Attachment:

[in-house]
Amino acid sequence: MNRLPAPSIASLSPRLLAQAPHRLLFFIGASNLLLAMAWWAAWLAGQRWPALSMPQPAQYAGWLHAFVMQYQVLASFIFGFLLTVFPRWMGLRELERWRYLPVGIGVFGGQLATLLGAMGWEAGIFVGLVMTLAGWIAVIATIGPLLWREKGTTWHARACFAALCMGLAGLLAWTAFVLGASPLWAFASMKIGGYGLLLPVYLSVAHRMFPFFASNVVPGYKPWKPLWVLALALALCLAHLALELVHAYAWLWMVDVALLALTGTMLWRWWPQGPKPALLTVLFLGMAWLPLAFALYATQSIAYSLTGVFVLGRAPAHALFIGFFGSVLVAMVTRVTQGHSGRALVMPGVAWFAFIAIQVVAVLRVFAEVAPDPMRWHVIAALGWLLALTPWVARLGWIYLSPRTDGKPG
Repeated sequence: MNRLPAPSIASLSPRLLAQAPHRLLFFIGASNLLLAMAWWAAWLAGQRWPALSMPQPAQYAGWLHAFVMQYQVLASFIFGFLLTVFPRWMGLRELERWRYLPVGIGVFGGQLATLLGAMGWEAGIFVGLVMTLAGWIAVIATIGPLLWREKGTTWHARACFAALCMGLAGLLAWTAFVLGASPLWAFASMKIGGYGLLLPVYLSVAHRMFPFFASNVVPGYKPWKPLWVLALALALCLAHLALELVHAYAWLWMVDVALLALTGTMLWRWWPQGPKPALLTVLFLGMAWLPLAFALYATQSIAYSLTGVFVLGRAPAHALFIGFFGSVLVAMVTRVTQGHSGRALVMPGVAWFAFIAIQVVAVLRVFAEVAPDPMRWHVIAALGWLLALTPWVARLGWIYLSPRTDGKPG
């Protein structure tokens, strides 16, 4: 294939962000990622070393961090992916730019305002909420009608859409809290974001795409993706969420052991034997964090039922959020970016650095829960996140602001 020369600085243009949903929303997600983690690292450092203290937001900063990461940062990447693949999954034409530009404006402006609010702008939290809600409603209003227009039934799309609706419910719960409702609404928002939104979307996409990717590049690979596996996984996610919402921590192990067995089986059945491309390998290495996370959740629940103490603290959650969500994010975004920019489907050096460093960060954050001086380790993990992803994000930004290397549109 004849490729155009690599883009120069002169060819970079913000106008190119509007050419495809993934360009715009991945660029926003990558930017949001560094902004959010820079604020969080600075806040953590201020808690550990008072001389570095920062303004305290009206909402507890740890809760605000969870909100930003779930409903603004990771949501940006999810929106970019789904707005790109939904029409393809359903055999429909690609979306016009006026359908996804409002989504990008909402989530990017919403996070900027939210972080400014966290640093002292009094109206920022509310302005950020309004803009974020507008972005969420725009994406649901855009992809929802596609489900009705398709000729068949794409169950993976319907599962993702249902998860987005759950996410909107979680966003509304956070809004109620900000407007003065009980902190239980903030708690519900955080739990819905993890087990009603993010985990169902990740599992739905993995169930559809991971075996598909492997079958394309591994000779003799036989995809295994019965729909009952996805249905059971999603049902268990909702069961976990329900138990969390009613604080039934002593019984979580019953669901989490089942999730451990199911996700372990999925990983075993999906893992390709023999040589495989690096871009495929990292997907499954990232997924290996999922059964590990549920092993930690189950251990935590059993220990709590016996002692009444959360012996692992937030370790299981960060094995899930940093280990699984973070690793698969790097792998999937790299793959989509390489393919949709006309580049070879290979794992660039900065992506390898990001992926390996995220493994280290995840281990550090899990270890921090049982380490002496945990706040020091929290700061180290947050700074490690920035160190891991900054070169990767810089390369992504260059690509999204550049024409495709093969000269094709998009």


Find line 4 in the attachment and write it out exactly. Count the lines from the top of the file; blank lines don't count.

């Protein structure tokens, strides 16, 4: 294939962000990622070393961090992916730019305002909420009608859409809290974001795409993706969420052991034997964090039922959020970016650095829960996140602001 020369600085243009949903929303997600983690690292450092203290937001900063990461940062990447693949999954034409530009404006402006609010702008939290809600409603209003227009039934799309609706419910719960409702609404928002939104979307996409990717590049690979596996996984996610919402921590192990067995089986059945491309390998290495996370959740629940103490603290959650969500994010975004920019489907050096460093960060954050001086380790993990992803994000930004290397549109 004849490729155009690599883009120069002169060819970079913000106008190119509007050419495809993934360009715009991945660029926003990558930017949001560094902004959010820079604020969080600075806040953590201020808690550990008072001389570095920062303004305290009206909402507890740890809760605000969870909100930003779930409903603004990771949501940006999810929106970019789904707005790109939904029409393809359903055999429909690609979306016009006026359908996804409002989504990008909402989530990017919403996070900027939210972080400014966290640093002292009094109206920022509310302005950020309004803009974020507008972005969420725009994406649901855009992809929802596609489900009705398709000729068949794409169950993976319907599962993702249902998860987005759950996410909107979680966003509304956070809004109620900000407007003065009980902190239980903030708690519900955080739990819905993890087990009603993010985990169902990740599992739905993995169930559809991971075996598909492997079958394309591994000779003799036989995809295994019965729909009952996805249905059971999603049902268990909702069961976990329900138990969390009613604080039934002593019984979580019953669901989490089942999730451990199911996700372990999925990983075993999906893992390709023999040589495989690096871009495929990292997907499954990232997924290996999922059964590990549920092993930690189950251990935590059993220990709590016996002692009444959360012996692992937030370790299981960060094995899930940093280990699984973070690793698969790097792998999937790299793959989509390489393919949709006309580049070879290979794992660039900065992506390898990001992926390996995220493994280290995840281990550090899990270890921090049982380490002496945990706040020091929290700061180290947050700074490690920035160190891991900054070169990767810089390369992504260059690509999204550049024409495709093969000269094709998009």